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These are the problems that face children in the refugee camps. There may also be the great insecurity of being attacked by their country of origins residence in their settlement areas. The community where they are settled in may also be hostile and children may think that everyone is friendly may be affected by this. The girls may be at a risk of sexual assault due to the insecurity issue in the camps (Kinnear, 2007). They may also decide to engage in prostitution to help in the providing of their family’s needs. The men in the new countries may not mind doing this in exchange for support to their families. By doing this, they may find themselves with more problems of unwanted pregnancies and even sexually transmitted infections including HIV/Aids. The notion that life has become meaningless may also drive them into the moral decay. They may end up getting into trouble with the authorities of the new country as they may not be conversant with the rules and regulations of the new country. Running into the law is bad as the refugees are sometimes mistreated with them having no idea of their rights and lack of knowledge on the correct channels of legal procedure. The condition of the children in the refugee camps should be discussed and analyzed and some suitable way on how to help them to be adopted.
First of all, proper recording of the details of the children in an asylum country should be taken. This should be especially the case for those who are unaccompanied by any adult. There have been situations where their ages are not gotten correctly in the records and this hampers their struggle of finding a job. This only comes to their attention when visited by a social worker. The records should be well verified.
According to Haines, 1997, there is also the aspect of being taken to schools. There are cases where refugees are takken to new schools within 24 hours of their arrival. This is not logical because they may not be able to adapt that fast. Considering all the traumatizing situations they may have gone through to get to where they may be. They should be accorded some considerable time to try and adapt to the new culture and even learn their language if not the same before being enrolled in schools.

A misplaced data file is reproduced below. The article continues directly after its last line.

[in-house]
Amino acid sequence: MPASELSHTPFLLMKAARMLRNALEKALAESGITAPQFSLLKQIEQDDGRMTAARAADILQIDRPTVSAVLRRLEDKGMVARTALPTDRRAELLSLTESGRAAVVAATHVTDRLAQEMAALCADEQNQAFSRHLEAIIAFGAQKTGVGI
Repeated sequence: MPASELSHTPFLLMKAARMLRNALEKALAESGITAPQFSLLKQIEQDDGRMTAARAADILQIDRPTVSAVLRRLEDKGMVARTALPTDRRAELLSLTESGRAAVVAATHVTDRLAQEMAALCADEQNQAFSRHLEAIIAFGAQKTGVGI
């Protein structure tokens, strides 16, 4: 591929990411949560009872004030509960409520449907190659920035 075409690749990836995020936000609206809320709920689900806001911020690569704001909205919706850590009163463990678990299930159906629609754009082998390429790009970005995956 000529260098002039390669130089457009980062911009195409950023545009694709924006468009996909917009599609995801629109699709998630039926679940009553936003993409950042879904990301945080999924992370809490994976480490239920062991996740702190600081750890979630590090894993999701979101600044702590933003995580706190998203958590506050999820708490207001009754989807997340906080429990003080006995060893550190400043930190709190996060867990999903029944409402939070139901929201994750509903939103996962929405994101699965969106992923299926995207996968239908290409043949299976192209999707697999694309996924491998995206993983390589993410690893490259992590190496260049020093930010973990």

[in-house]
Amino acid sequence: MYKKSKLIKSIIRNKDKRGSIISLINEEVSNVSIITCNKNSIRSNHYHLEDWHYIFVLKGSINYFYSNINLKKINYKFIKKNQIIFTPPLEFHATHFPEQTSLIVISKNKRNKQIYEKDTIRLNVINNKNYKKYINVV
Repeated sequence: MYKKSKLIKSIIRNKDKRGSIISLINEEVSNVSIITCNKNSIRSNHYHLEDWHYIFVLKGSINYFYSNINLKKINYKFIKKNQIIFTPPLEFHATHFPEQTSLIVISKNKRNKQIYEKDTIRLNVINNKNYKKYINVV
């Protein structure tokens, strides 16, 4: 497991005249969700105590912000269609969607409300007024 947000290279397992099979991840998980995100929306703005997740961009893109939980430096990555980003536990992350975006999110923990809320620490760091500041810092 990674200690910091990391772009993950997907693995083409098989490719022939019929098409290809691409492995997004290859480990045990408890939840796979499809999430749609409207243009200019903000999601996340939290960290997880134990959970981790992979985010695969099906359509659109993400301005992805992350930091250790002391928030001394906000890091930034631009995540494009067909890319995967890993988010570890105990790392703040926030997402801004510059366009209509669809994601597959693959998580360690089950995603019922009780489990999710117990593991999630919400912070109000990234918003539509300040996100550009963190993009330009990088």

Traumatizing situations were encountered and if necessary, some counseling sessions should be planned. Consider a young child, who witnessed his parent being killed, was raped or was forced to kill someone. For such a child to continue growing normally, they have to be counseled. The change of lifestyle too may be so hard to bear and to come to terms with the new developments there should be an intense therapy session to ensure this.
Medical attention is the other factor that needs to be addressed. A study of newly arrived refugee children in New York showed that 30% had conditions that required further medical attention. There were cases of anemia, hepatitis B, tuberculosis and lack of iron deficiency. The authorities in charge of the various camps should ensure that there is a constant supply of medical to take care of the health needs of the refugees. Immunization programs for the children should be availed to ensure that they do not suffer from diseases that could be avoided with the administration of immunization.
Food aids that are always supplied to the refugees are a good gesture but the nutritional value should be put into consideration. The food donations are sometimes limiting, you find a situation whereby the refugees depend entirely on the food being donated to them and in this case the only thing being given is maize meal. This is a situation common in Africa where the refugees are only supplied with maize meal. This is of no much nutritional value as they lack what to prepare it with. The refugees are left with the little option of preparing porridge which is of no much nutritional value. The conditions too under which these meals are prepared is wanting. Since most refugees do not have household equipment, they may end up cooking in tins that are not convenient. Maybe a policy should come up where the food is prepared and then handed to them when it is already cooked. In this case, the problem of hygiene will be handled and there will be a reduction in the cases if illnesses occurring due to poor hygiene.
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Policies on the kind of involvement that the locals can have with the refugees should be formulated (Kibreab, 1987) There have been cases where the locals take advantage of the desperate situation in which the refugees are in and exploit them with the futile promises of helping them. Especially the teenagers have found themselves in trouble with the law as a result of empty promises. Most are lured into drug peddling and other moral decadent behaviors; this is all because of the need to fend for the basic commodities which are hard to come by. This is the other issue, lack of the basic needs like soap should be looked into and maybe provisions on how they can be provided to the refugees.
It was reported in Israel that refugee children are being held in prison together with adult men. The conditions in the prisons were bad with no proper ventilation. Other than that, the minors were mistreated by the older people who took advantage of their weakness and even ate their food. These were mostly the orphans who were unaccompanied. Such kinds of actions led to the formation of a group the Gaza orphans and refugees to help the children, the group raise funds to help children with needs. More of such groups would be very helpful in combating the plight of refugees.
Organizations such as the UNHCR, United Nations High Commissioner for Refugees have been trying to make the life the life of refugees better but they need support from other organizations and NGO’s to ensure that they are being helped better. Individual countries too should strive to ensure that they have policies regarding the treatment of refugees. The policies should be all round and focus on the need for medical attention, food, nutrition, law and general treatment of the refugees, especially the children.
Refugees have witnessed very gruesome scenes and most of them are very much traumatized. Utmost care should be taken to ensure that they completely heal and move on with their lives like other citizens.